A conversation with Eric Petschek, friend and interior designer of “The Palace” (the endearing term we coined for the 384 square foot studio apartment in Manhattan I bought and renovated over the last two years and change).
AG: So we have to take this way back, to December 2016 when I first saw this apartment that clearly needed work. And I dragged you to come see it on my second viewing and I was like, “Am I crazy?? Does this place have potential?”
EP: Right. So long ago! I just remember feeling like, “Oh you definitely don’t want to touch any surface in there.”
AG: Oof yeah, the carpet situation, the walls…
EP: The bathroom and the kitchen were both unlivable by most modern standards.
AG: Which was great on one hand! I was like, this obviously needs a gut renovation and I wouldn’t be paying a premium for someone else’s taste.
EP: Or half-assed reno.
AG: Though, I mean I had no idea what I was getting myself into and what was going to be involved. After I actually closed on the property, I came to you and I was like, “Gahh do you want to work on this?” and we didn’t know it was going to be over a year of our lives and stress. We all thought it was only going to take three months, four months max… Fast forward two years…
EP: Yeah I mean it was hard to know! The carpet was completely covering an asbestos floor. It was also hard to know how difficult and strict the building was going to be. I hadn’t heard of a board being this vigilant before.
But I think it was pretty clear that if we were able to open up the kitchen, which judging by seeing some of the other units in the building, was somewhat tenable, that it could have much more of a contemporary feel. And despite its compact size, the layout is pretty efficient.
AG: Totally, and it had a surprising amount of closet space for a studio.
EP: Going back to when we first saw it, I saw potential. It was interesting because my photography really informs my design now, and designing for a photographer was always top of mind. How the light is going to come into the space and what the sight lines are going to be, focal points, etc. I think just having the experience of photography is always going to inform my design, which I think makes it stronger in some ways, because the visual impact will always be highly considered.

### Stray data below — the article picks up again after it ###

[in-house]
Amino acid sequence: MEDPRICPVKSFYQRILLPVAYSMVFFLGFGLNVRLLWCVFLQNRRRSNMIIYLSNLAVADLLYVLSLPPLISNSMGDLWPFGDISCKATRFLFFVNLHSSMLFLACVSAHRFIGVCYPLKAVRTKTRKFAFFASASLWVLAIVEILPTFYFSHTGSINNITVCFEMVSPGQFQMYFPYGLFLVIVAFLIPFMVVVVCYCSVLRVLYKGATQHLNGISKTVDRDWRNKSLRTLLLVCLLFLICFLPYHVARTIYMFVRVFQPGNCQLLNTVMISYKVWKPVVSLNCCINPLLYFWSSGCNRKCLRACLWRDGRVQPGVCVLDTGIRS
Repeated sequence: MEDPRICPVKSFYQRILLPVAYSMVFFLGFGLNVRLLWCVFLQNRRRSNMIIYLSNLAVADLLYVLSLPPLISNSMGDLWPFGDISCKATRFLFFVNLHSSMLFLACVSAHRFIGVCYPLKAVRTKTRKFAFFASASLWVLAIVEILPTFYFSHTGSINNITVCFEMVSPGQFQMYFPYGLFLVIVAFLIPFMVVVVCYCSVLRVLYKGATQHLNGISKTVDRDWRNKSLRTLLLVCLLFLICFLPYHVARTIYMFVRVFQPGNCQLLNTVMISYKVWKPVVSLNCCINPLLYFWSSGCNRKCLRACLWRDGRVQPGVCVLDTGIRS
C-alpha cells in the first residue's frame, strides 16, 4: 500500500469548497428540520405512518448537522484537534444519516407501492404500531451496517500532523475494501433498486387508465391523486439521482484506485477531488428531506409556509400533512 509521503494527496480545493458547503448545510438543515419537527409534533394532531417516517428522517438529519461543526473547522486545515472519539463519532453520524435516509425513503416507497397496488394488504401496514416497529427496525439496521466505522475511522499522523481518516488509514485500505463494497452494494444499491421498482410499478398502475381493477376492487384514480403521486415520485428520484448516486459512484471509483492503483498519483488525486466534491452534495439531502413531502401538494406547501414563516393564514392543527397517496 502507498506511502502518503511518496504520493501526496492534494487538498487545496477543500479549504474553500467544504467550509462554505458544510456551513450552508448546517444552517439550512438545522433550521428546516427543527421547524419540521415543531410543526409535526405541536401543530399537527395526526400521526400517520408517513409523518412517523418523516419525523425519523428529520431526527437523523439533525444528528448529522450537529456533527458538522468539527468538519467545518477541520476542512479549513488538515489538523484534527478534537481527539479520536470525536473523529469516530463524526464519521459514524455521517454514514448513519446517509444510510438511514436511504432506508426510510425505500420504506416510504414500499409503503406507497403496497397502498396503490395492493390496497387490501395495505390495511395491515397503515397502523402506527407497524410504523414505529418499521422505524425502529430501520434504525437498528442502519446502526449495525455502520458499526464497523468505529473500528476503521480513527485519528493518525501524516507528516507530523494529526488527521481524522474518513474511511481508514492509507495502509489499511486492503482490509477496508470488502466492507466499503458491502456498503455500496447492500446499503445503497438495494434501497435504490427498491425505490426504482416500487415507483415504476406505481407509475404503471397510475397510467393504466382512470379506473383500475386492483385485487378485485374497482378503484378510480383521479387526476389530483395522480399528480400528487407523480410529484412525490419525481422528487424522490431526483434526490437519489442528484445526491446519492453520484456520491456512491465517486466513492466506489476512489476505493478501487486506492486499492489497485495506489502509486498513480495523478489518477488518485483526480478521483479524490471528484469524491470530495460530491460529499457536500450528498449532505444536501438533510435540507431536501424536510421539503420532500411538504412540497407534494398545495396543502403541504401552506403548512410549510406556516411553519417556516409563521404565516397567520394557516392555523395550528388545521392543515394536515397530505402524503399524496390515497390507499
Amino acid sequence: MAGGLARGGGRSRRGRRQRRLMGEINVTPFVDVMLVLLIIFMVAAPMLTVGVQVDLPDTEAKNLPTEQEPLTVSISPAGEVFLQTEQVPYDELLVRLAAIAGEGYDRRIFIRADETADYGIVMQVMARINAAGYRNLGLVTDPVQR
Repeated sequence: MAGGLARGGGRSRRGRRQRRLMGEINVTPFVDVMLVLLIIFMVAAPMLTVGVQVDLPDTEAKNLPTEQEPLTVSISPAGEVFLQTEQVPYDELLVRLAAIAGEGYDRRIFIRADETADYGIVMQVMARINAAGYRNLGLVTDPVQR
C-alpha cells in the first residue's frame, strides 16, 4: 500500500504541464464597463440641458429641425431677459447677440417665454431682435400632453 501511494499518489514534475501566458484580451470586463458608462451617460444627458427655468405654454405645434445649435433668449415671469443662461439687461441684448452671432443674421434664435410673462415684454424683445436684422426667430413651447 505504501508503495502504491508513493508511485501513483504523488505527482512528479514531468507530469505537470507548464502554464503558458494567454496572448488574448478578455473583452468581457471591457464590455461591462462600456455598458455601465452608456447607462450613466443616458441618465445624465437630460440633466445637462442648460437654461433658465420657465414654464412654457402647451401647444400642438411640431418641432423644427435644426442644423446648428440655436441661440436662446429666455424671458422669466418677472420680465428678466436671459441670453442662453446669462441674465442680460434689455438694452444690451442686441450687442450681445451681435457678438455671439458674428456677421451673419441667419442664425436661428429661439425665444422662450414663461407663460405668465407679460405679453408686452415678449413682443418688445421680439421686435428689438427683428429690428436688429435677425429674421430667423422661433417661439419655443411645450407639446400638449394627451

When we first came, there wasn’t that axis. It was a staggered hall and the closets were facing different directions. The closet near the door was facing toward the door, and to the right of the bathroom wasn’t even an enclosed closet, just an open alcove. And the lights were in different positions in the ceiling.
The kitchen door wasn’t aligned with the bathroom door. There was a weird jog. So my immediate intuition was to align that circulation. So you’d have a straight path in, transected with this kitchen/bathroom path. And everything would be organized off that.
AG: So when you’re starting a gut renovation project, what do you even start with? It seems so overwhelming.
EP: I just want to simplify everything and make the main volumes that you occupy as clean as possible. And that was one of the hardest things with this apartment. The walls have a lot of irregular jogs that are part of the structure. I originally wanted to fill in this alcove since it would make it a cleaner box, but the issue is the space is so small.
AG: Right, every square inch counts!
EP: There was structure in the kitchen if you remember, and we closed off this corner, and made it a very neat corner. The architecture has a little divot there so you did lose some square footage so that we could make a singular volume.
And below and above the window, there’s a soffit that comes into the room a few inches and what we did was put the roller shade in front of the soffit and brought down the face and made it all flat. That was dictated by the depth of the PTAC unit so we took the face of the PTAC unit as the limiting point. Hiding the PTAC and putting storage on either side was nice. It made the window wall as clean as possible.
AG: Remind me, when did we start looking at finishes?
EP: It was pretty early on. And finding materials we loved ended up setting the tone for a lot of the final design. In the end, we actually never deviated that far from the rendered elevations.
AG: Oh yes, I loved when you sent me those!
EP: It might be fun to include those in the post.
The next part of this conversation will explore the finished project and other challenges along the way.